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You may, as you wish, directly address the questions presented here, or send in a text responding to one or some of them (or taking up some other issue that seems to you relevant). Whichever way, we would be grateful if you could keep your answers to a maximum of 10 pp. (1.5 spaced, 12-point type). Please use the author-date in-text citation system for any references in the format [Smith 2002: 12], i.e. author/date (no comma) in square brackets, appending a list of ‘References’ at the end with full publication details: Author: e.g. Smith M. A.; Article title: e.g. ‘Visual Anthropology’; Journal title: e.g. Ethnology. 2002. No. 3. Pp. 14–19; or alternatively, Author: e.g. Smith M. A.; Book title: e.g. Visual Anthropology. Place: Publisher, date, pages: e.g. London: Anvil Press, 2002. 356 pp. Please send replies by 31 March 2020 to forum.for.anthropology()gmail.com, with a copy to catriona.kelly()new.ox.ac.uk; your email address should be included in any attached file. We hope that the discussion will appear in the spring and the summer of 2020.
Forum 44-45: Collaborative Projects in the Social Sciences
Gone are the days of the lone-wolf scientists; gone for good, it seems. This is not just the case for the exact sciences, where this shift occurred quite a while ago. If the social anthropology and fieldwork-based sociology of the 20th century could be described as an individualistic endeavor, contemporary social research tends to be a team-based effort that includes both managerial staff and on-the-ground researchers. These teams come about for different reasons. Sometimes, a serious researcher forms a research team in order to tackle a particular task. Conversely, sometimes an already existing research group attempts to attract a renowned scientist in the hopes of being able to secure better funding (or in order to meet the formal requirements of a research grant). The team’s research activity itself can also take on different forms: on the one hand, the individual team members could ‘synergize’ and motivate one another. It is also possible for the team members to be an annoyance and hindrance to each other. This has, in no small part, to do with the psychological qualities of the individual members and their ability to work as a team; another contributing factor may be the number of other collaborative projects the members are engaged in; researchers commonly participate in several collaborative projects simultaneously. An even greater challenge is the collaboration of specialists from different scientific schools or disciplines: in these cases, much time is spent on consensus-formation. Oftentimes, a collaborative project is only pretending to be a team-based effort, whilst actually constituting a mechanically combined collection of individual projects, some of which may have existed long before the collaborative project itself. Lastly, the results of the collaboration might, on the one hand, be reduced to a simple report submitted to the grant-giving organization. On the other hand, these results can produce an engaging and important publication. It is never quite clear which factors contribute to either result.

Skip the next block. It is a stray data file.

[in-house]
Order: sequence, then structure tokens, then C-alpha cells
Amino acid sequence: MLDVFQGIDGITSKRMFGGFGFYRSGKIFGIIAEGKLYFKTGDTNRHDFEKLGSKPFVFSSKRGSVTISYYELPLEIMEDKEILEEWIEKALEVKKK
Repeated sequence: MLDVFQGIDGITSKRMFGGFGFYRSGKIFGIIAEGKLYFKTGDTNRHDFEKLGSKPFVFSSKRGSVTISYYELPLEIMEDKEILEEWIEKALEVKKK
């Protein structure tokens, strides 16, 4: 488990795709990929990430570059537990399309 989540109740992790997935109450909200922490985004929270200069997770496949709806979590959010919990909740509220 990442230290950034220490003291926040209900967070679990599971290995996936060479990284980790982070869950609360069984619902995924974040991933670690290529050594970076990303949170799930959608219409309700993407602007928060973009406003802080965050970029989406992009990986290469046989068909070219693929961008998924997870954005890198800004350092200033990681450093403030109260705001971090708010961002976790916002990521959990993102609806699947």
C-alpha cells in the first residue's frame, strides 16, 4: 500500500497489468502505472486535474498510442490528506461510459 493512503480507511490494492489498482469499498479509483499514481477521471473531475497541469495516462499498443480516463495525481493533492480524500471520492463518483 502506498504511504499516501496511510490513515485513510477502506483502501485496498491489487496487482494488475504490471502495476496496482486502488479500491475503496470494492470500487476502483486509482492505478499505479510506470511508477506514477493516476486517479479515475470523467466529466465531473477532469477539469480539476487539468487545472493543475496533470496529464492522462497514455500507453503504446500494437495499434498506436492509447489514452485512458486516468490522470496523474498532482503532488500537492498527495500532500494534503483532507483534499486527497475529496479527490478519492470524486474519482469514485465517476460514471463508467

A collaborative fieldwork-based research project represents a special case where researchers collect material within the same ethnographic site, i.e. their interaction is expanded to include work with and around the informants. The team has to distribute tasks, allocate interviewees and the locations of observation. They have to coordinate their actions and statements. If you’ve ever had to participate in collaborative projects, you surely have ample things to share about it, both in terms of positive and negative experiences.
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 For more information about the term, see: <https://www.edsurge.com/news/2019-11-25-academic-capitalism-is-reshaping-faculty-life-what-does-that-mean?>
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